Do You Need an Attorney To Buy Real Estate?

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If you are looking to buy a home or commercial space, it is always a practical idea to have a lawyer involved from the beginning of the transaction through the closing. Although not all states require and you may not need an attorney to buy real estate, it will save you money in the long […]

Do I Need a Lawyer to Sell a Home in New Jersey?

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Do you need a lawyer to sell a home in New Jersey? In this video, an experienced real estate lawyer explains the law and what a person should look for in an attorney when they are selling home. Although most residential sales seem like they would be straightforward, it is always a good idea to […]

Why Do Jury Verdicts Usually Go Against NTSB Findings?

USA Today conducted an investigation linking crashes to defects in small aircraft. Over five decades, nearly 45,000 people have been killed in private plane and helicopter crashes. The National Transportation Safety Board (NTSB) says that 86 percent of private crashes are caused by pilot error. However, USA Today says its investigation reveals many instances in […]

Can you legally park or store trucks or heavy equipment in a residential area?

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Residential neighborhoods often are protected by zoning ordinances and restrictive covenants. Zoning ordinances are created by municipal governments by cities, townships and boroughs. They regulate use of land, declaring certain areas to be residential, others commercial and others industrial. Special enterprise, agricultural, educational or medical zones may exist in some municipalities. Restrictive covenants are different. […]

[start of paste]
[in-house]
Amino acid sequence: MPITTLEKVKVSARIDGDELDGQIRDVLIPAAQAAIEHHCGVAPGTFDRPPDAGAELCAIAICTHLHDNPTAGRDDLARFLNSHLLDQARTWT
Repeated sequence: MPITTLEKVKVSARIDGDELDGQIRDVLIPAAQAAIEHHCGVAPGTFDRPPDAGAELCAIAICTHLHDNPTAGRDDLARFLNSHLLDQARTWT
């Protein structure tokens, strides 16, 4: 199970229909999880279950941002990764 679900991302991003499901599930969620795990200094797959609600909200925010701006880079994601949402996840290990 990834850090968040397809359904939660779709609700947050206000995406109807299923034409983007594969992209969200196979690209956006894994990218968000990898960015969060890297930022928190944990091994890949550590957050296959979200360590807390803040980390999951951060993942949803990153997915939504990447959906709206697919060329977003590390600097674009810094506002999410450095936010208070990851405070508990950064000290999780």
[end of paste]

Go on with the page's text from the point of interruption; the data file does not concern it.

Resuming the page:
Can you be held liable for a motor vehicle loan that you co-signed as a buyer, even if you are not the spouse or parent of the actual owner?

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Before January 1, 1997, only mothers and fathers or husbands and wives who co-signed on an installment loan for a motor vehicle were primarily liable along with the actual owner of the vehicle. In a recent decision, the Illinois Supreme Court held that persons (other than parents or spouses) who co-signed as buyers on a […]

Can real estate or business brokers be legally denied fees?

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Illinois law distinguishes between real estate brokers and business brokers and has different requirements for each. A real estate broker must be licensed by the state, while a business broker must register with the Illinois Secretary of State. A typical business, however, may include both business assets and real estate, potentially triggering both statutory requirements. […]